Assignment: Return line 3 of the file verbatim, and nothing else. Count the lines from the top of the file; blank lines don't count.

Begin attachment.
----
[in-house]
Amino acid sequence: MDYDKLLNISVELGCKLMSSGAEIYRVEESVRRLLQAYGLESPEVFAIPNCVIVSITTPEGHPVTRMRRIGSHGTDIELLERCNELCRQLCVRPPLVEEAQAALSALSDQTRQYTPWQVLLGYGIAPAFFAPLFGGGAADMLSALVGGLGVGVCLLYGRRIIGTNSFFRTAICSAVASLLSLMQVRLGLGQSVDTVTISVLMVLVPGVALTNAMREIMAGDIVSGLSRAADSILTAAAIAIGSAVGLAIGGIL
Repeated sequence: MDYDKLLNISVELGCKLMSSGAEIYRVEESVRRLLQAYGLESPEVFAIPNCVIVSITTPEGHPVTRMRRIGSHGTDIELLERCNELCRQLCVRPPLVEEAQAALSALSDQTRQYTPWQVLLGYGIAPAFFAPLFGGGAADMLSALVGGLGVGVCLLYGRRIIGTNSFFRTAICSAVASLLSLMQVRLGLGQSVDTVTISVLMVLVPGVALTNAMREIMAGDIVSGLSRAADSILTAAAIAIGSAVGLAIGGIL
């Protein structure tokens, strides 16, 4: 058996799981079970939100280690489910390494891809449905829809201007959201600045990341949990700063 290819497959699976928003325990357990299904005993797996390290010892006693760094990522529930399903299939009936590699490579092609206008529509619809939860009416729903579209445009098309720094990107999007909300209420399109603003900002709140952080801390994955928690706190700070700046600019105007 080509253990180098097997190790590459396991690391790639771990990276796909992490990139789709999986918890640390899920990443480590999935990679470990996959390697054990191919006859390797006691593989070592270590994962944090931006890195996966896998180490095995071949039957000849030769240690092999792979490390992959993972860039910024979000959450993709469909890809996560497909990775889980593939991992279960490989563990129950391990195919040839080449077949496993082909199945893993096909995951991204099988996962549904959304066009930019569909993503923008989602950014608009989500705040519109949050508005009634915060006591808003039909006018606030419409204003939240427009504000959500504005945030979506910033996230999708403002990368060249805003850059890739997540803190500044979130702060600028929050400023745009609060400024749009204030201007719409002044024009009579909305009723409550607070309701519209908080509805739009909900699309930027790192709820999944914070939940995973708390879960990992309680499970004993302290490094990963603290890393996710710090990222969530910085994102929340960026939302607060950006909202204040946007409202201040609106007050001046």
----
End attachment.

Repeated sequence: MDYDKLLNISVELGCKLMSSGAEIYRVEESVRRLLQAYGLESPEVFAIPNCVIVSITTPEGHPVTRMRRIGSHGTDIELLERCNELCRQLCVRPPLVEEAQAALSALSDQTRQYTPWQVLLGYGIAPAFFAPLFGGGAADMLSALVGGLGVGVCLLYGRRIIGTNSFFRTAICSAVASLLSLMQVRLGLGQSVDTVTISVLMVLVPGVALTNAMREIMAGDIVSGLSRAADSILTAAAIAIGSAVGLAIGGIL